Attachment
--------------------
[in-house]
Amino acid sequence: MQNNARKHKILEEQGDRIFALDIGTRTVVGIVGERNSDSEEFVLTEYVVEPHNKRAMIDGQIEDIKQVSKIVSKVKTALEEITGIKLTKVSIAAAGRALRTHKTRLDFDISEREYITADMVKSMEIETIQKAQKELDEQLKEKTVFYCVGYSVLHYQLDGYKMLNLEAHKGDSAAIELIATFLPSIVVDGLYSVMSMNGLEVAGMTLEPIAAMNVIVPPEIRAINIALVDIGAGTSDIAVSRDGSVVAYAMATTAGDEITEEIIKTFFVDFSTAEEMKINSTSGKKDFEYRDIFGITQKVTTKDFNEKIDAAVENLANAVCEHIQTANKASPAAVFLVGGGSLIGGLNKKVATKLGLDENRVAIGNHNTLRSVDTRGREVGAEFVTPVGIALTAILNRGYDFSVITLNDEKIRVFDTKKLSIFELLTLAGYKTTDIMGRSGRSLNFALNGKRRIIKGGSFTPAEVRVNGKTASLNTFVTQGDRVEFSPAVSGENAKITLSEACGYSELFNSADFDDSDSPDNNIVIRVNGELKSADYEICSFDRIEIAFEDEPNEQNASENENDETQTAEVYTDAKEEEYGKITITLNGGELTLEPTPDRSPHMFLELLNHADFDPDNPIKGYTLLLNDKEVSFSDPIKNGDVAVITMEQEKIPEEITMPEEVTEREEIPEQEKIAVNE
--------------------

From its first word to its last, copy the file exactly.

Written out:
[in-house]
Amino acid sequence: MQNNARKHKILEEQGDRIFALDIGTRTVVGIVGERNSDSEEFVLTEYVVEPHNKRAMIDGQIEDIKQVSKIVSKVKTALEEITGIKLTKVSIAAAGRALRTHKTRLDFDISEREYITADMVKSMEIETIQKAQKELDEQLKEKTVFYCVGYSVLHYQLDGYKMLNLEAHKGDSAAIELIATFLPSIVVDGLYSVMSMNGLEVAGMTLEPIAAMNVIVPPEIRAINIALVDIGAGTSDIAVSRDGSVVAYAMATTAGDEITEEIIKTFFVDFSTAEEMKINSTSGKKDFEYRDIFGITQKVTTKDFNEKIDAAVENLANAVCEHIQTANKASPAAVFLVGGGSLIGGLNKKVATKLGLDENRVAIGNHNTLRSVDTRGREVGAEFVTPVGIALTAILNRGYDFSVITLNDEKIRVFDTKKLSIFELLTLAGYKTTDIMGRSGRSLNFALNGKRRIIKGGSFTPAEVRVNGKTASLNTFVTQGDRVEFSPAVSGENAKITLSEACGYSELFNSADFDDSDSPDNNIVIRVNGELKSADYEICSFDRIEIAFEDEPNEQNASENENDETQTAEVYTDAKEEEYGKITITLNGGELTLEPTPDRSPHMFLELLNHADFDPDNPIKGYTLLLNDKEVSFSDPIKNGDVAVITMEQEKIPEEITMPEEVTEREEIPEQEKIAVNE